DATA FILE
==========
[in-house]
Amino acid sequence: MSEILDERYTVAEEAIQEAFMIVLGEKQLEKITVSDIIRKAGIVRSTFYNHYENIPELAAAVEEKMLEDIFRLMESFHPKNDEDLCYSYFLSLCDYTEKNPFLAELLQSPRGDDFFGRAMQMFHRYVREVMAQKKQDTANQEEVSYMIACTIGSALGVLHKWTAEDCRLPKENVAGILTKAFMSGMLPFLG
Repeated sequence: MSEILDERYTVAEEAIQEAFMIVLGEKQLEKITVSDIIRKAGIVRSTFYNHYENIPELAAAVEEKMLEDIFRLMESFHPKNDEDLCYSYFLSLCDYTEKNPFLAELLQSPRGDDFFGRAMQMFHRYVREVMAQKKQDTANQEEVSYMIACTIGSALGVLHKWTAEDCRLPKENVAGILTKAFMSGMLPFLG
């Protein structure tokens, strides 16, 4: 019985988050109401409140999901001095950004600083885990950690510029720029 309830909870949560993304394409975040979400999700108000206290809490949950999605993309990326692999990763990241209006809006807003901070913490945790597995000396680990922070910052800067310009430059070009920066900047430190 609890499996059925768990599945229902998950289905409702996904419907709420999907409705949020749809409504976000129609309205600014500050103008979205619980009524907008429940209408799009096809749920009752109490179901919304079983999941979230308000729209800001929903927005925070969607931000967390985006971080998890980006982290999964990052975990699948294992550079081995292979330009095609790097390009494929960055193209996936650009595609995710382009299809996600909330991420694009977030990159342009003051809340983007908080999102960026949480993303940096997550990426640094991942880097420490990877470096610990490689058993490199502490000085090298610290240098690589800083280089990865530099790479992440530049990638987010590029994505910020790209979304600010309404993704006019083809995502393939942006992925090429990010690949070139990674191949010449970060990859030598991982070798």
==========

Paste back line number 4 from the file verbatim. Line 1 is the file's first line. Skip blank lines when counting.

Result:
């Protein structure tokens, strides 16, 4: 019985988050109401409140999901001095950004600083885990950690510029720029 309830909870949560993304394409975040979400999700108000206290809490949950999605993309990326692999990763990241209006809006807003901070913490945790597995000396680990922070910052800067310009430059070009920066900047430190 609890499996059925768990599945229902998950289905409702996904419907709420999907409705949020749809409504976000129609309205600014500050103008979205619980009524907008429940209408799009096809749920009752109490179901919304079983999941979230308000729209800001929903927005925070969607931000967390985006971080998890980006982290999964990052975990699948294992550079081995292979330009095609790097390009494929960055193209996936650009595609995710382009299809996600909330991420694009977030990159342009003051809340983007908080999102960026949480993303940096997550990426640094991942880097420490990877470096610990490689058993490199502490000085090298610290240098690589800083280089990865530099790479992440530049990638987010590029994505910020790209979304600010309404993704006019083809995502393939942006992925090429990010690949070139990674191949010449970060990859030598991982070798």